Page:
After 8 years as Attorney General, Peterson reflects on term
By Bill Kelly , Senior Producer/Reporter Nebraska Public Media
Jan. 6, 2023, 10:35 a.m. ·
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After two terms on the job, Doug Peterson stepped aside as Nebraska's attorney general this week.
Fellow Republican Mike Hilgers steps in after being elected to the office without opposition last fall.
During his eight years in office, Peterson oversaw the execution of Carey Dean Moore, the sensational torture/murder trials of Aubrey Trail and Bailey Boswell, and participated in a host of consumer protection lawsuits in cooperation with other states. He also generated headlines with a series of controversial legal challenges to Biden Administration policies ranging from Covid vaccine and mask mandates to student loan forgiveness.
Before he vacated the office, Bill Kelly with Nebraska Public Media news spoke with Peterson about the position he called the "most satisfying job I've ever had."
He does not expect to return to government service or politics, choosing instead to return to private practice at the Lincoln law firm Keating O'Gara.
The capital murder cases taken on during Peterson's term as A.G. did nothing but strengthen his belief that capital punishment has a place in American society. Peterson signed the warrant to advance the execution of Moore. In 2018 the convicted killer became the first to die by lethal injection in Nebraska. He abandoned any remaining appeals for killing two cab drivers in Omaha after remaining on death row since 1980.
Doug Peterson: As to the death penalty, I recognize that that's a highly individualized, personal moral decision that people have to make whether or not they support the death penalty. I think our process and all the cases that I've been involved with been very well prosecuted and certainly appealed. And so the biggest challenge is, frankly, right now, every one of those individuals on death row is under an appeal process and none of them can be set up now until that is exhausted, none of those can be set up for an execution date.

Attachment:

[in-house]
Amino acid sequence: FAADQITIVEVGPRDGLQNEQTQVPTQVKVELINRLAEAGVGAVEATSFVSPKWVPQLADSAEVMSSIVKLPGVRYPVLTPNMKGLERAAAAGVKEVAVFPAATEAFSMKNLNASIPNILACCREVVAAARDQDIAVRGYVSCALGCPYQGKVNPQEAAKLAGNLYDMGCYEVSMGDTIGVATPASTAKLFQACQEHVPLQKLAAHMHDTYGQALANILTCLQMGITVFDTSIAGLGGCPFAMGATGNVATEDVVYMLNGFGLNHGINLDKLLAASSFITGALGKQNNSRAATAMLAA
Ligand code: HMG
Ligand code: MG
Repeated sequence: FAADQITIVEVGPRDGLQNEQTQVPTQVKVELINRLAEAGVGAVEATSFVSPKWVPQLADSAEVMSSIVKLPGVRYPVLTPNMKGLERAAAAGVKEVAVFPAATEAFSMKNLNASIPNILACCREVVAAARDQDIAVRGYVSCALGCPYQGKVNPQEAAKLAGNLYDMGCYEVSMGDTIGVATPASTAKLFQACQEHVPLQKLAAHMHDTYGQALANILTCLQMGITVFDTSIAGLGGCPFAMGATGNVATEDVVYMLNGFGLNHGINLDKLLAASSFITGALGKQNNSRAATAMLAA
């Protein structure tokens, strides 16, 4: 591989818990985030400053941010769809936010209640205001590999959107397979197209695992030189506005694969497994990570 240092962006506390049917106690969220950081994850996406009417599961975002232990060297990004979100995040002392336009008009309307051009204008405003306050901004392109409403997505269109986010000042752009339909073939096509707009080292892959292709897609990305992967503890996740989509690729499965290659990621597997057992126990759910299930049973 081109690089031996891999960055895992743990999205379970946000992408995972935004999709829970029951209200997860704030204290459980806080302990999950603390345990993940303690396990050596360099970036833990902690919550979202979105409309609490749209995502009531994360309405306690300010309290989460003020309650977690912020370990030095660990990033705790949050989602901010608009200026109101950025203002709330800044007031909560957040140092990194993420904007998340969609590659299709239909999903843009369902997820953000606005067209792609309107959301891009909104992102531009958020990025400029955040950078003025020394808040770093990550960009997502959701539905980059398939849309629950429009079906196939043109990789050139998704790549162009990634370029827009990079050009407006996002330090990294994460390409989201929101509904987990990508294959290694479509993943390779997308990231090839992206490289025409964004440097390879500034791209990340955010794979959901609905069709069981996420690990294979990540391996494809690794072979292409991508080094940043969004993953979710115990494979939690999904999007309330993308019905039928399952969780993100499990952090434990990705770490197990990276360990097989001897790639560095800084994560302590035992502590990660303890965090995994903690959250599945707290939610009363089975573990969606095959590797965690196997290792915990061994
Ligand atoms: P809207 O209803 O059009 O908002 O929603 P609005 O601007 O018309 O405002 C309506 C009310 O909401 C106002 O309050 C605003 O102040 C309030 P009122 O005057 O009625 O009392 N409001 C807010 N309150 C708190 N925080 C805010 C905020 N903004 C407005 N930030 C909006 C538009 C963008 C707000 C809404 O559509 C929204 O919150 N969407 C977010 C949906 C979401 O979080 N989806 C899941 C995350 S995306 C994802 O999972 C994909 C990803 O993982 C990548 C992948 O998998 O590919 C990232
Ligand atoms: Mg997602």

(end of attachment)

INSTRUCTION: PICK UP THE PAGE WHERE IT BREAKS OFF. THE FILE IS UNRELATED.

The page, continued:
Bill Kelly (Nebraska Public Media News): The attorney general and the governor are in the very unique position in death penalty cases of being the ones who identify the person put a name forward to (for) execution. Did that have an effect on you when that landed on your desk? When the death warrant for Cary Dean Moore was going to be advanced?
Peterson: I would say everything surrounding the death penalty requires a lot of deep soul contemplation as to your role. And I think it's recognized for everyone who's engaged in the process, that this is not something that's to be taken lightly. Because you're talking about life. All the way to the people at the correction center who have to carry out some of those responsibilities. So yes, it was not taken lightly by me personally.
Kelly: Does that trouble you at all?
Peterson: Well, when I say it's not taken lightly, is it troubled to do just to contemplate the magnitude of what's taking place? I guess you could call that troubling. But when I look at some of the individuals and the factual circumstances who are now currently on death penalty, the degree of depravity and utter disregard for the dignity of human life and torture and things of that nature, I've concluded that certain individuals, when they show such an utter disrespect for life, that they are the facts surrender their life and to the authority that the states may have, whether that's life in prison, or whether or not that's carrying out of the death penalty.